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Story Publication logo May 6, 2009

Bad Times Return to Karachi


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In the wake of the Mumbai terror attacks and the Obama administration's announcement of troop...

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Despite Karachi's decades-old reputation as Pakistan's most violent city, over the last year this urban economic hub has remained a haven from the bombings and violence reverberating through the rest of the country. But a flaring of ethnic clashes in recent weeks, exacerbated by a the arrival of thousands of refugees from the violence in northern Pakistan, has many worried that instability has returned to the streets of this massive port city on the shores of the Arabian Sea.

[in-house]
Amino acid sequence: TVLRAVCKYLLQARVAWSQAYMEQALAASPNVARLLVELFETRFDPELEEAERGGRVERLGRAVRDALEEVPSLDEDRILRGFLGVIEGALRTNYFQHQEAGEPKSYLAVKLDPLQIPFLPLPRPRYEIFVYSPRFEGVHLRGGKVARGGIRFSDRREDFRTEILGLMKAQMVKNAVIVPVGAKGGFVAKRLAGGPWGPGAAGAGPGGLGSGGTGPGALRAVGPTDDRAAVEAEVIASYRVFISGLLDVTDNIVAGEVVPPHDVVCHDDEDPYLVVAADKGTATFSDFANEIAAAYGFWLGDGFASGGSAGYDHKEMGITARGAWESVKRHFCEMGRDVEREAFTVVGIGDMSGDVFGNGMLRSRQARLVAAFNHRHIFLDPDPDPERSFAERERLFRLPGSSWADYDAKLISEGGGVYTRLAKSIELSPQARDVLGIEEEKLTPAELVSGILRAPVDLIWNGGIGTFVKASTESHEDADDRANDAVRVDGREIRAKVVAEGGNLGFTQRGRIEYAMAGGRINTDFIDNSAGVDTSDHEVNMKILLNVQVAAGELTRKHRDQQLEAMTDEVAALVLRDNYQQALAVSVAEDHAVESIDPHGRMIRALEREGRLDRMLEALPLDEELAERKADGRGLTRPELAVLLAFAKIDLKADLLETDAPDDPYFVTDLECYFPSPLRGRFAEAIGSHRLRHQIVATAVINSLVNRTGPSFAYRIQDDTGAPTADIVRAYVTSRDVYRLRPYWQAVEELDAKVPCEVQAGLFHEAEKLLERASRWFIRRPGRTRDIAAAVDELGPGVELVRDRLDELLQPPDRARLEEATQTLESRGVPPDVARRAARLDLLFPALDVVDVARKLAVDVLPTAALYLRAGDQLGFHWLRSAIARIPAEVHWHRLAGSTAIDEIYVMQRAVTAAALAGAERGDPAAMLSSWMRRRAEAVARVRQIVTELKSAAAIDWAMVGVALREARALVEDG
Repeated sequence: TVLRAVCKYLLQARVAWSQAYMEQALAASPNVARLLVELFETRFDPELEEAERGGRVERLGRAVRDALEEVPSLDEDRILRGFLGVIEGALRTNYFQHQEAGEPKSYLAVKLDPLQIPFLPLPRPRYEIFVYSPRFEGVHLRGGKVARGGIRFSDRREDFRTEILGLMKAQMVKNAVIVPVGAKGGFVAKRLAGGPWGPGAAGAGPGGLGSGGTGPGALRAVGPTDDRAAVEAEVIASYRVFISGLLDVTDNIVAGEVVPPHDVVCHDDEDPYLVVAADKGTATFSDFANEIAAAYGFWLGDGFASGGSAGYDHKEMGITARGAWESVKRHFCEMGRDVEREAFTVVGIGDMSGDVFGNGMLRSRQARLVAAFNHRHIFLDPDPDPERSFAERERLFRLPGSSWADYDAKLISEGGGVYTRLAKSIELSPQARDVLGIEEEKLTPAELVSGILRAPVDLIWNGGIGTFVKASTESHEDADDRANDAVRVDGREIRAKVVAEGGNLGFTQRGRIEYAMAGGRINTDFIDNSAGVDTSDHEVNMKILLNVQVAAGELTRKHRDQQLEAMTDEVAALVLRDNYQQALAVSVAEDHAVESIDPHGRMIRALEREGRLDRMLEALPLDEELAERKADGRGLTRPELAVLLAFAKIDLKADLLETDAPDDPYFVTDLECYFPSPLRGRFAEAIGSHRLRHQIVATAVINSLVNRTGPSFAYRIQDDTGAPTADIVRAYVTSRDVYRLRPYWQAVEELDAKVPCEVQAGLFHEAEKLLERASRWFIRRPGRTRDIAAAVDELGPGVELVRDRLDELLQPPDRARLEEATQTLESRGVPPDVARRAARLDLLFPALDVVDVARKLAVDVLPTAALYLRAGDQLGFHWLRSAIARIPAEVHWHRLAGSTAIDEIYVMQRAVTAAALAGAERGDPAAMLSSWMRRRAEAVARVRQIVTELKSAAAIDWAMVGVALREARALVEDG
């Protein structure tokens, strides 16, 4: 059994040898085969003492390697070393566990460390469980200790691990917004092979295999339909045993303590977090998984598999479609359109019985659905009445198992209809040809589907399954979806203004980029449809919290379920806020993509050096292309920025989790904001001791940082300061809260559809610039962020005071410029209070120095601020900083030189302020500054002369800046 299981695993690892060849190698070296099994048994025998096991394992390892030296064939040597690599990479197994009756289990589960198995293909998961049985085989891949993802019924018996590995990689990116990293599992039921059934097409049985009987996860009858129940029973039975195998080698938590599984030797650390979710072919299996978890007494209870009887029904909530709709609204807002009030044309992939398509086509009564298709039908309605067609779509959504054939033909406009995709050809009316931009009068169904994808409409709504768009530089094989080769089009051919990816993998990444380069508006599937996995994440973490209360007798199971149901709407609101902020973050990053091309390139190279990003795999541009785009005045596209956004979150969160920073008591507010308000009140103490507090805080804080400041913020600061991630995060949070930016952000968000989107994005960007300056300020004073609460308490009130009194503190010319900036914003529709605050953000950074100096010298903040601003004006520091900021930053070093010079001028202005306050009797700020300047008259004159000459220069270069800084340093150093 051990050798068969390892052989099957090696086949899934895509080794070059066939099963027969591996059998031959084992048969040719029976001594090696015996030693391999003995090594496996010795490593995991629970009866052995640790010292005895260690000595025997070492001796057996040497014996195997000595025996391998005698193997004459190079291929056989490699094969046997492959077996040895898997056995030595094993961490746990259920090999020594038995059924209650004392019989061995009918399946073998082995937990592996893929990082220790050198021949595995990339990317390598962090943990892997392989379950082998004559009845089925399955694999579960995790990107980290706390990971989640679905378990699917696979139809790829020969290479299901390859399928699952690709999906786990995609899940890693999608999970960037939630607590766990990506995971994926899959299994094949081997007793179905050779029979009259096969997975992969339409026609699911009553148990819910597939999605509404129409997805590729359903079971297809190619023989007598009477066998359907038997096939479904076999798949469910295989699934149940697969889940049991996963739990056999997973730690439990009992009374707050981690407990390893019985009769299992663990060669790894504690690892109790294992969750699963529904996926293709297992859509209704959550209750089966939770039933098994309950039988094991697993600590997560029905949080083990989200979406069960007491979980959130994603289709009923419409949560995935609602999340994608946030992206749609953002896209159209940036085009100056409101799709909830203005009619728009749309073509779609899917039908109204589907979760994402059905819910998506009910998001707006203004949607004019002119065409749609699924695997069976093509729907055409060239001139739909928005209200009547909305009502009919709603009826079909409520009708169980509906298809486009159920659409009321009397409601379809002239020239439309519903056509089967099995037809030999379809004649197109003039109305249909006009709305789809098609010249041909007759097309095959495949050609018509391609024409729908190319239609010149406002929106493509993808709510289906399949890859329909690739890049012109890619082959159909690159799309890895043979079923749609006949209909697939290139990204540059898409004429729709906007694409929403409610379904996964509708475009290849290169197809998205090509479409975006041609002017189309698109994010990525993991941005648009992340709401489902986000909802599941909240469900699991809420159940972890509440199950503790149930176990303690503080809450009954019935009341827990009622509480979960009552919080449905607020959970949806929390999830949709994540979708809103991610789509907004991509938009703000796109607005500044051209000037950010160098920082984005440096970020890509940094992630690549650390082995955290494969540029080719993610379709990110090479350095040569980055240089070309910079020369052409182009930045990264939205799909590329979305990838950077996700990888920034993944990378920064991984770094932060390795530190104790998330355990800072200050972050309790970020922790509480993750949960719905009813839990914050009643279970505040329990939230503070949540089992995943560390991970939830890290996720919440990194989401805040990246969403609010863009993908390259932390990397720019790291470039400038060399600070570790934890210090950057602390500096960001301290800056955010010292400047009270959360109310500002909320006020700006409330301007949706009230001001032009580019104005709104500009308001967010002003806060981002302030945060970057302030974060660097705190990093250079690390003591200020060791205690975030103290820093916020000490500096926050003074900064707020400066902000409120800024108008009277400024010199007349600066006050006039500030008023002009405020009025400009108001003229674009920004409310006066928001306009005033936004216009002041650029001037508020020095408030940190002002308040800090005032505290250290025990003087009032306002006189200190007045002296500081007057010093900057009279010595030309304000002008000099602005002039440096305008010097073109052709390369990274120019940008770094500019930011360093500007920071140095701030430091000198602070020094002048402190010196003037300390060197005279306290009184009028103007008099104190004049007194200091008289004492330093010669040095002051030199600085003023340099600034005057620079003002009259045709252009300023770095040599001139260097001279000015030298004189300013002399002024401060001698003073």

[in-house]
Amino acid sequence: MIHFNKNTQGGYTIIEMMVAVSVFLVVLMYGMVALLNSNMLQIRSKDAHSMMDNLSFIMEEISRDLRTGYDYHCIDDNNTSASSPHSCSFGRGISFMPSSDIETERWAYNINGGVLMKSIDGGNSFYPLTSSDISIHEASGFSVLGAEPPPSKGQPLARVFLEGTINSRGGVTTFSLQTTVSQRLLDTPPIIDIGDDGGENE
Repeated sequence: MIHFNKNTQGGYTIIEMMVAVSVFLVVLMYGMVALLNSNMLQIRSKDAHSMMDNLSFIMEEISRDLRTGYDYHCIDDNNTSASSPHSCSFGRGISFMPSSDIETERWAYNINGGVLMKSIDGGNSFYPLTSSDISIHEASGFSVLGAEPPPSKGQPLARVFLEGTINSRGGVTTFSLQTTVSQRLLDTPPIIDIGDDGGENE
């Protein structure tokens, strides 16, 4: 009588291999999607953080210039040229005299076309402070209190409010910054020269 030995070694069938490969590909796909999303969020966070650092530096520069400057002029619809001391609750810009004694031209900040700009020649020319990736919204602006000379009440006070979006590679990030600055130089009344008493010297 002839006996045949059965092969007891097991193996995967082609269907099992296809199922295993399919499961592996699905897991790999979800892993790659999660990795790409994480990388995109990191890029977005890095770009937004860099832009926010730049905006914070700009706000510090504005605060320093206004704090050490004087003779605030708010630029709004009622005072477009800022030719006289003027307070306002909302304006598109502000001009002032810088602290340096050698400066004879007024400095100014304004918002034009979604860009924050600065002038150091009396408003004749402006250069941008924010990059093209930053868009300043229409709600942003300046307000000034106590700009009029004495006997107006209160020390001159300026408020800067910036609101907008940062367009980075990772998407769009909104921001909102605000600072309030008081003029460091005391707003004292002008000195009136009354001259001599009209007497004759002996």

Karachi is a migrant city, home to more than 14 million people, drawn from all corners of Pakistan by the promise of economic opportunity.

It is members of two of these groups, Pashtuns from the north and Urdu-speaking Mohajirs — descendants of immigrants from India during partition — that have been engaging in violent skirmishes throughout the city in past weeks.

"We believe that military operations in northern areas are causing the Taliban to now divert attention to Karachi," says Haider Abbas Rizvi, of MQM (Muttahida Qaumi Movement), a powerful political party associated with the city's Mohajirs. "We believe that it is Taliban militants in these [Pashtun] areas encouraging Talibanization in Karachi and creating the violence."

Reports say that the recent fighting sparked after an unidentified man shot three members of the MQM.

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